How do you fit a CROS hearing aid?

How do you fit a CROS hearing aid?

Measure the response for the better side.

  1. Position the speaker at 45° to the better ear.
  2. Position the reference micro- phone at the better ear (i.e., same side as speaker).
  3. Insert the probe tube into the better ear.
  4. Position the CROS instruments (receiver/transmitter) on (in) the ears and turn them on.

How do I program my Phonak CROS?

After fitting, go to the [Global tuning] tab and select [CROS Balance]. Adjust the loudness ratio between the CROS device and the hearing instrument. Click [Device options] to adjust the individual settings for the CROS volume / volume and program change (depending on the user controls available).

How much does a Phonak CROS hearing aid cost?

Phonak’s most reliable hearing aid model, the CROS, comes in both a behind-the-ear and custom shell style that performs exceptionally well in noisy environments and starts at around $1499 per device. It is also the best solution for individuals with single-sided hearing deficits.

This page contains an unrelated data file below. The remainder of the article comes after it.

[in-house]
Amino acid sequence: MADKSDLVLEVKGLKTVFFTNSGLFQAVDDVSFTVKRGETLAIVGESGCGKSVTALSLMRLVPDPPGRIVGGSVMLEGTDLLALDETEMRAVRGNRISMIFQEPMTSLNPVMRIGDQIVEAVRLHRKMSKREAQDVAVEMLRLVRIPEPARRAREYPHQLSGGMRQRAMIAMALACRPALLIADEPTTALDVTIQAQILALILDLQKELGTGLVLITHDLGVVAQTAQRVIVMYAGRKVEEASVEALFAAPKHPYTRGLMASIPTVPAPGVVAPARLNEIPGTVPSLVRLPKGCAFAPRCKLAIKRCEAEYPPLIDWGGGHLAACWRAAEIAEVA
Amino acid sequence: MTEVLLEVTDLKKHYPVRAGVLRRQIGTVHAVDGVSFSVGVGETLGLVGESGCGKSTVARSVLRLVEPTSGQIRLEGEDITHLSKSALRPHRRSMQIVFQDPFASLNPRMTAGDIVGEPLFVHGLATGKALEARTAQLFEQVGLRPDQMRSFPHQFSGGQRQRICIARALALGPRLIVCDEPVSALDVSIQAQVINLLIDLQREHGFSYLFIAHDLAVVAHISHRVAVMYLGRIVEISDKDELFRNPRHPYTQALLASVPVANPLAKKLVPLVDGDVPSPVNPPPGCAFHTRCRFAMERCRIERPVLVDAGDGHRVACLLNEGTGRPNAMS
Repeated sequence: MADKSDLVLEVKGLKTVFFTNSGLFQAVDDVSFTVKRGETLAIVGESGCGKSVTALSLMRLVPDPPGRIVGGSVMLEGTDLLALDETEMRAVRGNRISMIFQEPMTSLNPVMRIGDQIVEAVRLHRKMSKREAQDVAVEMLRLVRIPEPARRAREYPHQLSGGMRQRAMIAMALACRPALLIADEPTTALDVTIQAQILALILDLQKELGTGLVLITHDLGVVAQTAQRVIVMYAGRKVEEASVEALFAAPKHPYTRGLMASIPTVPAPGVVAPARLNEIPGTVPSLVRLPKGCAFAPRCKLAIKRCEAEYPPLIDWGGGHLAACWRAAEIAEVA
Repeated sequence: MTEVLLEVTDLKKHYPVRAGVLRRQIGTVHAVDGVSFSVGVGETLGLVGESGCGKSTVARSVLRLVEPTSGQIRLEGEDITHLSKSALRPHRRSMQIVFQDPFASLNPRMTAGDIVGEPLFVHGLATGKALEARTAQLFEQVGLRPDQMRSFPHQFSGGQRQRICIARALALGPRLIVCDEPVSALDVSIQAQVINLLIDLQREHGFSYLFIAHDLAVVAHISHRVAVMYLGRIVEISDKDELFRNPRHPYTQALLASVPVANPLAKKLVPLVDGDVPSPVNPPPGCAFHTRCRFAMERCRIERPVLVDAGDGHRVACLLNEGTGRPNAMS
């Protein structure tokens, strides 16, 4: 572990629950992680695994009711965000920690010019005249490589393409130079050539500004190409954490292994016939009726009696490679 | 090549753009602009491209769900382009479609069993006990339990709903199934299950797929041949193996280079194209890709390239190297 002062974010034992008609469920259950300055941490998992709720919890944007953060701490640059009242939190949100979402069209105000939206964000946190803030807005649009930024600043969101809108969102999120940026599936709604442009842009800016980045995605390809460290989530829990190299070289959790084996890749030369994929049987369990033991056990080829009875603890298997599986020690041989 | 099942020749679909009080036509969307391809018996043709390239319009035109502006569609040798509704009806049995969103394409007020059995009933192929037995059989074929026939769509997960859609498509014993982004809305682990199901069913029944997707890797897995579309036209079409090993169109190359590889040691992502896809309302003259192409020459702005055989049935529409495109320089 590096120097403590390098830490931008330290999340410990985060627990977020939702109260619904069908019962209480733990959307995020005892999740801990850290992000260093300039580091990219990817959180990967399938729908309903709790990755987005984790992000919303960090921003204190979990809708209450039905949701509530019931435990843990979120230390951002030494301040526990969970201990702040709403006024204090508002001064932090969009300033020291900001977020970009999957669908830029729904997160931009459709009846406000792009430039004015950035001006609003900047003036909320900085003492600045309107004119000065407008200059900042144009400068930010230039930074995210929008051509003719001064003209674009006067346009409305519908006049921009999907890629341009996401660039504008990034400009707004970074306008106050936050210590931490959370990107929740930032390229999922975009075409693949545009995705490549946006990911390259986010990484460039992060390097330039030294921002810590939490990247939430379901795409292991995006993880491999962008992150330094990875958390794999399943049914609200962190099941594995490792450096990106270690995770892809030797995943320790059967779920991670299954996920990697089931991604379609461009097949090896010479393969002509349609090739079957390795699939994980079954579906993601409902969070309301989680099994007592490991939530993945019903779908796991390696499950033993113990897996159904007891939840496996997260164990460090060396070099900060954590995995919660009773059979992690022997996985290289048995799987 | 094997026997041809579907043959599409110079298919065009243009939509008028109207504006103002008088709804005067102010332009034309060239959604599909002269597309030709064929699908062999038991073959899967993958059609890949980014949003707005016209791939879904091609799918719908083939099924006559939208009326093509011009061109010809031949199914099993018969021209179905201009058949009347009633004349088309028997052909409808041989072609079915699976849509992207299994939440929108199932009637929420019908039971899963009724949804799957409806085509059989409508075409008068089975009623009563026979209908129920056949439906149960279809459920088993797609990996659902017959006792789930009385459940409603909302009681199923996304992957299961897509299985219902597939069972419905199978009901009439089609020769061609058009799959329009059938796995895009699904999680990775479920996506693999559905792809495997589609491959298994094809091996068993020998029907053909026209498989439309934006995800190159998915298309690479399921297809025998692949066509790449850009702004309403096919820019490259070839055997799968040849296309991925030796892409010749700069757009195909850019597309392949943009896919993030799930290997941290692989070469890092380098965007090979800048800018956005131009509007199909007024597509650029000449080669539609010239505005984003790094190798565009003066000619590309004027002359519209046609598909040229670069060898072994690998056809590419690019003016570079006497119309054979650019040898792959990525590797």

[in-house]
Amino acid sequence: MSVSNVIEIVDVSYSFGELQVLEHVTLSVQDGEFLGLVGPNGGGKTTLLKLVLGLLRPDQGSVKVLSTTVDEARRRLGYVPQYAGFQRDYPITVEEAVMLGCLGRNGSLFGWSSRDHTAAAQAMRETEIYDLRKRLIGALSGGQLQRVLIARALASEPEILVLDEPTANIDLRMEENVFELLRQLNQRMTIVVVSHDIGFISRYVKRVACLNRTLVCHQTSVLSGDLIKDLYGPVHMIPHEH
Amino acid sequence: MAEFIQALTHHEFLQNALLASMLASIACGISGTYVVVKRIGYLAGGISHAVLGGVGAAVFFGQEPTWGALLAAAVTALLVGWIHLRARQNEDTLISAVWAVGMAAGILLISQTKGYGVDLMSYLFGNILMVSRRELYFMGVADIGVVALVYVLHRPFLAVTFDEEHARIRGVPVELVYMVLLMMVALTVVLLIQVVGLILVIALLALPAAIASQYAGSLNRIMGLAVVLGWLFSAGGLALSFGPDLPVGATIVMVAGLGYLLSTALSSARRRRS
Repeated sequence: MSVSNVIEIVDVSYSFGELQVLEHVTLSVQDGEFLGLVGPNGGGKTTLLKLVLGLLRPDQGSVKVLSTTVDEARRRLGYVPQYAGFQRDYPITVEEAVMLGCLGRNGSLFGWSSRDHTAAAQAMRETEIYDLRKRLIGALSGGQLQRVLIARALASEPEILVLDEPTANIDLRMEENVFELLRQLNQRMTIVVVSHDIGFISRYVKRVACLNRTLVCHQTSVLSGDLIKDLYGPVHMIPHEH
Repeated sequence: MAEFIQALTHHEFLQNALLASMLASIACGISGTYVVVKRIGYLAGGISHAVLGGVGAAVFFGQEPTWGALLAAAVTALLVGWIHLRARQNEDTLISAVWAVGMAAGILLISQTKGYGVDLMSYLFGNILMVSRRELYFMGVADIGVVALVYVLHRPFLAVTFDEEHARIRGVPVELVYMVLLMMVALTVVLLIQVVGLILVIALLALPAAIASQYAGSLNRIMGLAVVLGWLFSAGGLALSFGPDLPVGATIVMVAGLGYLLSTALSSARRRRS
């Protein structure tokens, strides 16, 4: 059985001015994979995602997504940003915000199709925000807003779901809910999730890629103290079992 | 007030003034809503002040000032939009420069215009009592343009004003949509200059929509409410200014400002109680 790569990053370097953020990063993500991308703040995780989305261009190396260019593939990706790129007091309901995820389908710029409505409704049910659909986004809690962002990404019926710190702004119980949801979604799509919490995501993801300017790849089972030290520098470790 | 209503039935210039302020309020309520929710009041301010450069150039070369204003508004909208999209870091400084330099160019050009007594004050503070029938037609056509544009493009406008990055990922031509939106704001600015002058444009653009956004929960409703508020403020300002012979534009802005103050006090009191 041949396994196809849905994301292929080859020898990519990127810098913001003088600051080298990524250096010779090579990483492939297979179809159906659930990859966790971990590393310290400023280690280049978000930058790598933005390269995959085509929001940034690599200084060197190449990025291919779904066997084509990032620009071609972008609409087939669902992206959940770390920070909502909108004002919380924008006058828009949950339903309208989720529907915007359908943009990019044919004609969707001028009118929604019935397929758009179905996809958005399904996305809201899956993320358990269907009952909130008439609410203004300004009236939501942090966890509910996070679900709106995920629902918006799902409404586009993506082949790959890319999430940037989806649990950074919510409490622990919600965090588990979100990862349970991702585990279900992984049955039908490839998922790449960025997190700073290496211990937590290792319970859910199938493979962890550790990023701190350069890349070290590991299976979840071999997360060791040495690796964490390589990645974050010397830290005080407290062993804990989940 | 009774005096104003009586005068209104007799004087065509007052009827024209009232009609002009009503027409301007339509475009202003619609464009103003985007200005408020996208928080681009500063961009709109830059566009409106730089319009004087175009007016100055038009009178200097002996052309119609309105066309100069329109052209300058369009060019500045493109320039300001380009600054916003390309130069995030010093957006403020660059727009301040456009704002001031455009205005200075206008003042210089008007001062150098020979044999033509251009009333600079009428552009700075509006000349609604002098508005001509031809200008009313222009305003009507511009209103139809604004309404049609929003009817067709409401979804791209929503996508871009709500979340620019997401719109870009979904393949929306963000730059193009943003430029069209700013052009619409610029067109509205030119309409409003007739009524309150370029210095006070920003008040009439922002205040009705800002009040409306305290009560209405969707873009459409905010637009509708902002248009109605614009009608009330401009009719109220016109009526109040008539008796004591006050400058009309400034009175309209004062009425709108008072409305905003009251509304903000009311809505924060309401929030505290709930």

What is a CROS fitting?

CROS devices are suitable for clients who have one ear that has normal hearing, and the other ear is not aidable due to the nature of the hearing loss or medical condition of the ear. The receiver is worn on the better ear and the transmitter or microphone is worn on the poorer ear.

How does the Phonak CROS work?

The Phonak CROS transmitter is placed on the unaidable ear and transmitts sounds to the Phonak hearing aid on the other ear. The sound is transmitted wireless and can be heard clearly and directly on the hearing ear.

Does being deaf in one ear qualify as a disability?

Severe hearing loss is a qualified disability under the Social Security Disability Act, but you must prove to the Social Security Administration (SSA) that you meet all eligibility requirements in order to receive Social Security Disability (SSD).

How does a bone anchored hearing aid work?

The external microphone and sound processor of the bone-anchored device picks up sounds and converts them into vibrations to the embedded implant. In turn, the implant vibrates the surrounding bone, which sets up sound waves in the inner ear that stimulate the hair cells and result in the firing of the auditory nerve.